Submitted to: Acta Horticulturae
Publication Type: Proceedings
Publication Acceptance Date: August 1, 2011
Publication Date: September 1, 2011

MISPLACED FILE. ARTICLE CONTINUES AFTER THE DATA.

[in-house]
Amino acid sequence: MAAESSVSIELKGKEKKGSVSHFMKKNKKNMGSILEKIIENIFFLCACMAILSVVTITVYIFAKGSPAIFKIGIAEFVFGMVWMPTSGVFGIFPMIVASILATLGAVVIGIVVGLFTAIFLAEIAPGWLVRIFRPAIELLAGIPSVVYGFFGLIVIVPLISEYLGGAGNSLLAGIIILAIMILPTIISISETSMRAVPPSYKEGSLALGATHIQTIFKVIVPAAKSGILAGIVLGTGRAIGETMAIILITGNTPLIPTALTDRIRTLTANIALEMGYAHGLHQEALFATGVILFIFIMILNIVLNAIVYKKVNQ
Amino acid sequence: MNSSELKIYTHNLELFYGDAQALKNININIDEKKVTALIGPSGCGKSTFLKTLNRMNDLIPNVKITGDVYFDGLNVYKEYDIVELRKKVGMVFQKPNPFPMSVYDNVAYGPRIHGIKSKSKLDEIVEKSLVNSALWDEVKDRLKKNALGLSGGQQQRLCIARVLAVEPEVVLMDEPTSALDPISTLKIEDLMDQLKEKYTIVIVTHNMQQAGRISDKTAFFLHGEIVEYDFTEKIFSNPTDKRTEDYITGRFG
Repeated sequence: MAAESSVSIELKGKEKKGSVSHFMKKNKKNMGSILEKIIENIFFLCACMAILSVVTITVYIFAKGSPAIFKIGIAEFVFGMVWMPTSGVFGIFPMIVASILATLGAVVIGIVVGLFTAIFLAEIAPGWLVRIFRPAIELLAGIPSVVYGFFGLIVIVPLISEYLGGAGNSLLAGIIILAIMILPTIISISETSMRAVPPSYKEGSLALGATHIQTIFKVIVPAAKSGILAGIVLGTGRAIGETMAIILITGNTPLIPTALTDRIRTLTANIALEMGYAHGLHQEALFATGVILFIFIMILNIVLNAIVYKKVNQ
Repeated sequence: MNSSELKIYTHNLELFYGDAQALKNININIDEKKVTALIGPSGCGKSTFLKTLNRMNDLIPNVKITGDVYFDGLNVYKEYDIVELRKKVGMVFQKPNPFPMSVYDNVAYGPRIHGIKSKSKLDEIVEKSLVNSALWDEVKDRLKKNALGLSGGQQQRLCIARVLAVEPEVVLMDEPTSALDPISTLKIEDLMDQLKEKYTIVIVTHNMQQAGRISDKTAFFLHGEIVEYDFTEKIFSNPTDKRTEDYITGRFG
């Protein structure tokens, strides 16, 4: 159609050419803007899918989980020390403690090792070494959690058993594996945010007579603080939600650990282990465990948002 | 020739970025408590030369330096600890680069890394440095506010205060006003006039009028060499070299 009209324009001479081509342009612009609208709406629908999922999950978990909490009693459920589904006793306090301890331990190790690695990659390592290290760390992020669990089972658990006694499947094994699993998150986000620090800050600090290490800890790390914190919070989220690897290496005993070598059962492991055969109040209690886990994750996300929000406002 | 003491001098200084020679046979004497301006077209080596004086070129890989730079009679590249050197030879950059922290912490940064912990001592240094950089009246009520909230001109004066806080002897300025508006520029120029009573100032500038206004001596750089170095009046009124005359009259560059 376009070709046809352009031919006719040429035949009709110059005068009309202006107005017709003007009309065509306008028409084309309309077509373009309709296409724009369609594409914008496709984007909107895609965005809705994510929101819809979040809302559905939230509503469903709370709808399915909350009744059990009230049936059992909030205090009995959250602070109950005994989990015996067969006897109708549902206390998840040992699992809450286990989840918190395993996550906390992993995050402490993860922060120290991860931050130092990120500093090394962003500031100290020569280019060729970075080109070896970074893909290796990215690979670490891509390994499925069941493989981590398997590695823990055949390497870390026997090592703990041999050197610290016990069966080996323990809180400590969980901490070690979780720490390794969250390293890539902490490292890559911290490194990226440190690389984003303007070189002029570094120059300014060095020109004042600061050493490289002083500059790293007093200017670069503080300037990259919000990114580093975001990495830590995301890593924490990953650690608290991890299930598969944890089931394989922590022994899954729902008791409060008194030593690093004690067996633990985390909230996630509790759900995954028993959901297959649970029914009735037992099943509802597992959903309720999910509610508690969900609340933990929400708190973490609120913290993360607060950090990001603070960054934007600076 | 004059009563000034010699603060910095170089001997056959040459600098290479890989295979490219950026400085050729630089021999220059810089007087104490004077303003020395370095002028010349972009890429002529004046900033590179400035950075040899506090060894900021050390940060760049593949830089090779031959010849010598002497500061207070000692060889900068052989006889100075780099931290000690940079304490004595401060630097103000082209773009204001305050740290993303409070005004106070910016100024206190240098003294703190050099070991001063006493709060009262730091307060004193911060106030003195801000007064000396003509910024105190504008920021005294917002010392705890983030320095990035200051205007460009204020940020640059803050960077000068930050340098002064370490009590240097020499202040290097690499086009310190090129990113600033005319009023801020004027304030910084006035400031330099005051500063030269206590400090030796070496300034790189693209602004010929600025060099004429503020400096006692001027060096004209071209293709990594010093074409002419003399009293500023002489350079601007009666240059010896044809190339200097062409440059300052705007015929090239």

Citation: Schisler, D.A., Slininger, P.J., Dunlap, C.A., Adiyaman, T. 2011. Proactive management of fermentation and formulation interactions to improve biocontrol product performance. Proceedings of Acta Horticulturae. 905(1):213-219. Technical Abstract: The key components of biocontrol product development; discovery, fermentation, and formulation, are interactively linked to each other and ultimately, to product performance. The fermentation environment can be managed to maximize the quantity and quality of biomass and bioproducts produced which, in turn, impacts success in formulating a biocontrol product. Multistrain mixtures of biocontrol agents can foster greater and more consistent reductions of plant disease. Microbial mixtures commonly are produced by blending separately produced fermentation products but co-cultivation of strains to equivalent biomass yields in a single fermentation would provide mixture advantages without incurring the cost disadvantages of multiple fermentation and processing protocols. As a first step in determining the feasibility and efficacy of co-cultured fermentor products active against Fusarium head blight (FHB) of wheat, three strains of Cryptococcus spp. that have demonstrated individual efficacy against the disease in one or more field tests were grown in bi- and tripartite fermentations. Growth rate inequalities between co-cultured strains were overcome via establishing consistent initial culture optical desities (OD) using weighted ratios of each component strain. Growth curves of each component strain were determined by plating on a medium that contained melezitose as a sole carbon source and produced colonies of individually distinguishable sizes. After 48 h, co-cultures of Cryptococcus flavescens OH 182.9 and C. aureus OH 71.4 had near equivalent cell counts and represented the only treatment that reduced FHB disease severity (32%, P=0.05, Dunnett’s t test) when averaged across four greenhouse studies.